New hominid discovered living alongside Lucy

Posted by Kate Taylor

A new type of hominid foot bone has been discovered in the Afar region of Ethiopia, showing that 'Lucy', the famous early human ancestor, had company.

The 3.4 million-year-old bones have been shown not to belong to Australopithecus afarensis, but instead to a creature that spent much of its time in trees. It hasn't yet been assigned a species, as no skull or teeth have yet been found.

"The Burtele partial foot clearly shows that at 3.4 million years ago, Lucy's species, which walked upright on two legs, was not the only hominin species living in this region of Ethiopia," says Dr. Yohannes Haile-Selassie of the Cleveland Museum of Natural History.

"Her species co-existed with close relatives who were more adept at climbing trees, like 'Ardi's' species, Ardipithecus ramidus, which lived 4.4 million years ago."

The partial foot is the first evidence that at least two pre-human species with different modes of locomotion lived side by side in eastern Africa around 3.4 million years ago.

While the big toe of Australopithecus afarensis was aligned with the other four toes for human-like bipedal walking, the Burtele foot has an opposable big toe like the earlier Ardi.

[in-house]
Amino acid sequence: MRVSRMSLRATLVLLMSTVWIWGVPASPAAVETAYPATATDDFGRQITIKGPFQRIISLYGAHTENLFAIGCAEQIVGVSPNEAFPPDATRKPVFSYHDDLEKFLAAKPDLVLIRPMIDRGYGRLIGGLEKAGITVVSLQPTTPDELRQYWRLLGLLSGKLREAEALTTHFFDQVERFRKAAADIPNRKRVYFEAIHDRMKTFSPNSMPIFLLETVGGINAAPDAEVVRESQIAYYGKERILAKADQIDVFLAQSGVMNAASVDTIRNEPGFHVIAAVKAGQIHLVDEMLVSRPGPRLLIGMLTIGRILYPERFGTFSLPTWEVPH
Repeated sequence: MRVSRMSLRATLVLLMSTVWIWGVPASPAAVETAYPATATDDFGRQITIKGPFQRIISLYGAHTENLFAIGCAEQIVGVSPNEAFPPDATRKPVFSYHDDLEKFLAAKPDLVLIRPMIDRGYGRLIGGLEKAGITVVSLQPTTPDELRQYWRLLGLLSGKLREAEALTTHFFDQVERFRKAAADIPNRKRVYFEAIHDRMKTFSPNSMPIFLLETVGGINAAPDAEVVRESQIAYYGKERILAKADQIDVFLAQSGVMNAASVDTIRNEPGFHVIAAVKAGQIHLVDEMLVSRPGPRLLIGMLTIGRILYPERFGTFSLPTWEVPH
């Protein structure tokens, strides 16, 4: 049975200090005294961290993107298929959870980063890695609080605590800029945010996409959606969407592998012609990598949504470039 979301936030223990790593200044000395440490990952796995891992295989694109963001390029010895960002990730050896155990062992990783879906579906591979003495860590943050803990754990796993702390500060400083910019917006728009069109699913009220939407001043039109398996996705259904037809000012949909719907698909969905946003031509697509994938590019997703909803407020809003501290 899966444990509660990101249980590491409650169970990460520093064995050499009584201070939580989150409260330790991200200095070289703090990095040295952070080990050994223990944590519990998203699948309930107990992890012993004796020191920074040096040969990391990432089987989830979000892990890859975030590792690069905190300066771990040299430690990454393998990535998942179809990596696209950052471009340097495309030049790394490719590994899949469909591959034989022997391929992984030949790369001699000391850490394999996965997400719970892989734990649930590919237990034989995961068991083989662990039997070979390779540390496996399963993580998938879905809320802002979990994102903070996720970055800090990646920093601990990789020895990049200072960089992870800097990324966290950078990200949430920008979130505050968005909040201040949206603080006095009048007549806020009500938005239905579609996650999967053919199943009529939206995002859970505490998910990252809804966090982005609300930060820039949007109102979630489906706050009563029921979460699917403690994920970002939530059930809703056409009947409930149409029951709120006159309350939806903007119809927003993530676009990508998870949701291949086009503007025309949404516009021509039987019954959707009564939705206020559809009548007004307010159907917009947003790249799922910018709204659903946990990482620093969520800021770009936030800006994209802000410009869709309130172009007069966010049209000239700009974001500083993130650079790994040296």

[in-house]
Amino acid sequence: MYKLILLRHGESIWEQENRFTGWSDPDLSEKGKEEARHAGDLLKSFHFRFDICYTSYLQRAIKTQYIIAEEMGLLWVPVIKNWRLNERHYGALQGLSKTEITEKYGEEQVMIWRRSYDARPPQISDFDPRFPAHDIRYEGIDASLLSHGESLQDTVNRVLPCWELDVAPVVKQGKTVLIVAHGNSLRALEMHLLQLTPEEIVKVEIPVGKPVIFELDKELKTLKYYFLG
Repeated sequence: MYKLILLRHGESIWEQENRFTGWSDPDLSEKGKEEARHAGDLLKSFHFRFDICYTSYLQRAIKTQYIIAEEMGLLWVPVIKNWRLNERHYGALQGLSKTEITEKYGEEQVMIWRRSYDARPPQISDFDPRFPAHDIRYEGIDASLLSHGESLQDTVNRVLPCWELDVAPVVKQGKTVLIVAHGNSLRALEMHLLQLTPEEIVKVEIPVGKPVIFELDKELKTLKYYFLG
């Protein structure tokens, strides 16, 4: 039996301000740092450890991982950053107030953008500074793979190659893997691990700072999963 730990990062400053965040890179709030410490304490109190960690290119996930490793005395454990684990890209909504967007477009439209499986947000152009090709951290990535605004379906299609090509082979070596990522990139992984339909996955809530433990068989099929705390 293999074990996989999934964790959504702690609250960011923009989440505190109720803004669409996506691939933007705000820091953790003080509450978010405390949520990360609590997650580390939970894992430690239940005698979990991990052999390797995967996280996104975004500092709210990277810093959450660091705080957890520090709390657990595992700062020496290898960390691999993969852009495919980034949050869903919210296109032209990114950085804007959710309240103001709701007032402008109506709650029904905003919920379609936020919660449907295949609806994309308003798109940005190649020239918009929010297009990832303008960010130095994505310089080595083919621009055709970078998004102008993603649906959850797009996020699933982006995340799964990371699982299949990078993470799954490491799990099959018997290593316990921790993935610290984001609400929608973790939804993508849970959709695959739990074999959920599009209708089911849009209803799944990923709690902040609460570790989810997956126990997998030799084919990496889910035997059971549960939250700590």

"This discovery was quite shocking," says Dr Bruce Latimer of Case Western Reserve University.

"These fossil elements represent bones we've never seen before. While the grasping big toe could move from side to side, there was no expansion on top of the joint that would allow for expanded range of movement required for pushing off the ground for upright walking. This individual would have likely had a somewhat awkward gait when on the ground."

The fossils were found below a sandstone layer, and dated using the argon-argon radioactive method.

"Nearby fossils of fish, crocodiles and turtles, and physical and chemical characteristics of sediments show the environment was a mosaic of river and delta channels adjacent to an open woodland of trees and bushes," says Dr Beverly Saylor of Case Western Reserve University.

"This fits with the fossil, which strongly indicates a hominin adapted to living in trees, at the same time 'Lucy' was living on land."